The Secret Life of a Mother is the rare, transcendent play that proves the power of theatre. Simply put, it’s an masterpiece. Developed by Canadian theatre legends Hannah Moscovitch, Meav Beaty and Anne-Marie Kerr, Mother is based on the experiences of real-life parent Moscovitch, as she ventures into the unknown terrain of motherhood. Workshopped at The Theatre Centre in Toronto, and had its world premiere on October 25th.
For much of the play, Hannah is portrayed by veteran Canadian actress Beaty (Mouthpiece), who regularly breaks the fourth wall with interjections on her own experiences of motherhood. These asides are both funny and at times frightening, as the animated Beaty analyses how her own struggles with motherhood inform her reading of the text. As a performer, Beaty is funny, graceful and fearlessly authentic. There is no vanity in this play, which revels in revealing the “gross” parts of motherhood, those parts motherhood blogs dare not speak of, the parts where you have a miscarriage on an airplane, or the part where your vagina gets eviscerated by your child’s head during labour, or the part where you’re so tired from getting up with your child in the middle of the night, coffee doesn’t even work anymore. No, this is not a maudlin celebration of motherhood; it’s a play that finds glory in the guts, lovingly documenting both the joys and the indignities of being a mom.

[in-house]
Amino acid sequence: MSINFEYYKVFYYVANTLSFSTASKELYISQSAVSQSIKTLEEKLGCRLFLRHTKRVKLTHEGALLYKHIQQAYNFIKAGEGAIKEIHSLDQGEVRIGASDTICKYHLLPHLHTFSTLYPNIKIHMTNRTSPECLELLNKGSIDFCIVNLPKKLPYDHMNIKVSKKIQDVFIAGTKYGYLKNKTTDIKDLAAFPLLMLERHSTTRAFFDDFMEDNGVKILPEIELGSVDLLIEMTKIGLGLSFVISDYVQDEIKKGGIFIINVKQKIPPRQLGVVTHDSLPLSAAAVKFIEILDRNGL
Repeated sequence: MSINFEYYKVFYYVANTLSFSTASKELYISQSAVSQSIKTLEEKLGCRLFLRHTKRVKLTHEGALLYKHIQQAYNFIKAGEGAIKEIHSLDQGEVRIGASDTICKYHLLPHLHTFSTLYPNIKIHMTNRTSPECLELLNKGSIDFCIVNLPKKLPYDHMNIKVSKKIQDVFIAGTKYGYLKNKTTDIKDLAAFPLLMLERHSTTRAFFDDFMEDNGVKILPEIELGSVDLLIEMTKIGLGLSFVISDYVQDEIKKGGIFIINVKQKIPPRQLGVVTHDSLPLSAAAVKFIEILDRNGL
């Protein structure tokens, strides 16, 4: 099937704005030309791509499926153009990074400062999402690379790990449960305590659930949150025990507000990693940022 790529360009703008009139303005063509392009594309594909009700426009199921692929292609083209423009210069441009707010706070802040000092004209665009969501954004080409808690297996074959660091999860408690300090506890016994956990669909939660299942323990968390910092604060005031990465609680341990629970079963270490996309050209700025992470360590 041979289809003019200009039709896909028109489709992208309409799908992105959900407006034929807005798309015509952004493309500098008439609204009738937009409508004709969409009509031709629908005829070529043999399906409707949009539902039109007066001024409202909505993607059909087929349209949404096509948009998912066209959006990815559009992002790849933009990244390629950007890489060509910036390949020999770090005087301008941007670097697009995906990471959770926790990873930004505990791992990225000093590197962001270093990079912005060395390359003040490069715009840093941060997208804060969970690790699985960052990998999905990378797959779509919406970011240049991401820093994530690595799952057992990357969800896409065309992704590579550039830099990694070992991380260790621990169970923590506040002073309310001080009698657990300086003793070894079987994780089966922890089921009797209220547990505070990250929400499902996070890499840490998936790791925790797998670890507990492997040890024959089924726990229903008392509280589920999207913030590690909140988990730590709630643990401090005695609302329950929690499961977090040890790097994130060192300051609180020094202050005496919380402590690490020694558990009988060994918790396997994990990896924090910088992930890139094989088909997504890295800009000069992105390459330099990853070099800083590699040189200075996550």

The stage direction of Mother owes a lot to Theatre of Alienation techniques made famous by German playwright Bertolt Brecht. The production is almost a one-woman show, which features not just Meav’s personal reflections on her character, but some audience participation, too. As a viewer, you never forget how this piece of art is deeply personal, one informed by real people who are right there to explain their inspiration. If you’re anything like me, the script will fill you with deep appreciation for your own mom.
Ultimately, the deeply personal nature of this play is a testament to how motherhood changes people. At times, Hannah worries she is “a bad mother,” and yet she comes to realize it’s society that makes motherhood so hard. We live in a world where we provide few supports for people while raising children. Daycare in Toronto costs approximately $2000 a mother for a single child, and women who take parental leave pay for that career decision for years to come. The world is unfair for mothers, so it’s important to produce theatre forcing audiences to confront that unfairness. The Secret Life of a Mother is a must-see new play. If you’re a mother – or if you have a mother, you should definitely see it.
The Secret Life of a Mother will play at the Theatre Centre through November 11th.